Amitraz — toxicity, side effects, diseases and environmental impacts

Wednesday, November 29, 2017 by

Amitraz is classified as a triazapentadiene compound and is a widely used insecticide and acaricide. An entry posted on the Extension Toxicology Network website notes that the chemical is primarily used against red spider mites, leaf miners, scale insects and aphids. Likewise, the insecticide eliminates bollworms, white fly and leaf worms. Aside from its agricultural application, the chemical is also utilized to rid livestock of ticks, mites, lice and other animal pests.

List of known side effects

An article posted on the Pesticide Action Network North America (PANNA) website stresses that amitraz may cause reproductive and developmental toxicity, neurotoxicity and acute toxicity. The entry also cautions that ingesting the harmful chemical is detrimental to cardiovascular health. According to the article, amitraz ingestion may lead to slow heart beat and low blood pressure levels. The PANNA entry adds that chemical exposure may lead to sedation and low body temperature.

Likewise, previous animal studies have revealed that amitraz exposure may result in tumor growth in the lungs and lymph nodes. The toxic insecticide is also found to wreak havoc on metabolism and digestive health. Amitraz is shown to affect the function of the hypothalamus and the release of various hormones. This, in turn, results in reduced food intake and stunted growth. Moreover, direct skin exposure is found to cause transient skin flushing.

An entry published on the Pub Chem website has also revealed that the hazardous insecticide may contaminate water sources and impact aquatic ecosystems and animals. Likewise, amitraz is known to contaminate the soil and ground water. The harmful compound is also highly toxic to birds and other beneficial insects such as honeybees.

Body systems affected by amitraz

Amitraz is known to compromise cardiovascular health. Likewise, the harmful chemical may affect the endocrine system, lymphatic system and the respiratory health. The toxic insecticide is also detrimental to the skin, the digestive tract and the central nervous system.

Items that can contain amitraz

Amitraz is commonly available in emulsifiable concentrate, wettable powder or a pour-on powder formulations. A vast number of brand name insecticides contain amitraz. These trade products include Aazdieno, Acarac, Amitraze and Baam as well as Edrizan, Mitac, Maitac and Triatox. The harmful chemical can also be found in Triatix, Vapcozin, Taktic, Triazid and Topline. Other amitraz-containing brands include:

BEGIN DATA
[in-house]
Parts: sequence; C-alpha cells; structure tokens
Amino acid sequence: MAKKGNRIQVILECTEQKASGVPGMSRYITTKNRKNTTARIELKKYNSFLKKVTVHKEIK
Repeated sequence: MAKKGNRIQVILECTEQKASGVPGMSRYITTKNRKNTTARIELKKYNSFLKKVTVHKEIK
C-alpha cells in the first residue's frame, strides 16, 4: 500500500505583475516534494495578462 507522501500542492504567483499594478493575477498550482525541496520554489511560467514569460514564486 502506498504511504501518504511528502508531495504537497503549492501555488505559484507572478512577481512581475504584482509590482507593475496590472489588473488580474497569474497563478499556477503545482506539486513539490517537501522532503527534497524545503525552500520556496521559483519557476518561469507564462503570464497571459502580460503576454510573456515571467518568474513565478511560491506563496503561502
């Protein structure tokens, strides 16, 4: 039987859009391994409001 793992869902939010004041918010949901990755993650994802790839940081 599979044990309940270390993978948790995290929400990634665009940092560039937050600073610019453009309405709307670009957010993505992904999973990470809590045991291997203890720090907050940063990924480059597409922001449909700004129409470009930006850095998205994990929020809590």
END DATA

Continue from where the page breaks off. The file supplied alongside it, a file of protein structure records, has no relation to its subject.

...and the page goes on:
• Tudy
  • Ectodex
  • Garial
  • Danicut
  • Ovidrex
  • Acadrex
  • Bumetran
  • Ovasyn

How to avoid amitraz

safety data sheet published by the National Institute for Occupational Safety and Health (NIOSH) suggests wearing protective clothing, gloves and respiratory equipment to reduce the risk of amitraz exposure. The data sheet also recommends that workplaces install adequate ventilation to lower the odds of chemical exposure. Likewise, the guidelines advise that people exposed to the harmful chemical should be taken to an area with fresh air. Victims are advised to thoroughly wash the eyes and affected skin area as well. The safety guidelines also suggest that the chemical be swept into a moistened container should an accidental spill occur in order to prevent dusting and subsequent inhalation.

Where to learn more

Summary

Amitraz causes reproductive and developmental toxicity, neurotoxicity and acute toxicity.

Amitraz exposure leads to slow heart beat, low blood pressure levels, sedation and low body temperature.

Amitraz raises the odds of hypothalamus dysfunction, digestive woes and skin irritation.

Amitraz is detrimental to the heart, the lymph nodes and the endocrine system.

Amitraz affects the skin, the central nervous system and both the respiratory and digestive tracts.

Sources include:

PubChem.NCBI.NLM.NIH.gov

PesticideInfo.org

PMEP.CCE.Cornell.edu

CDC.gov



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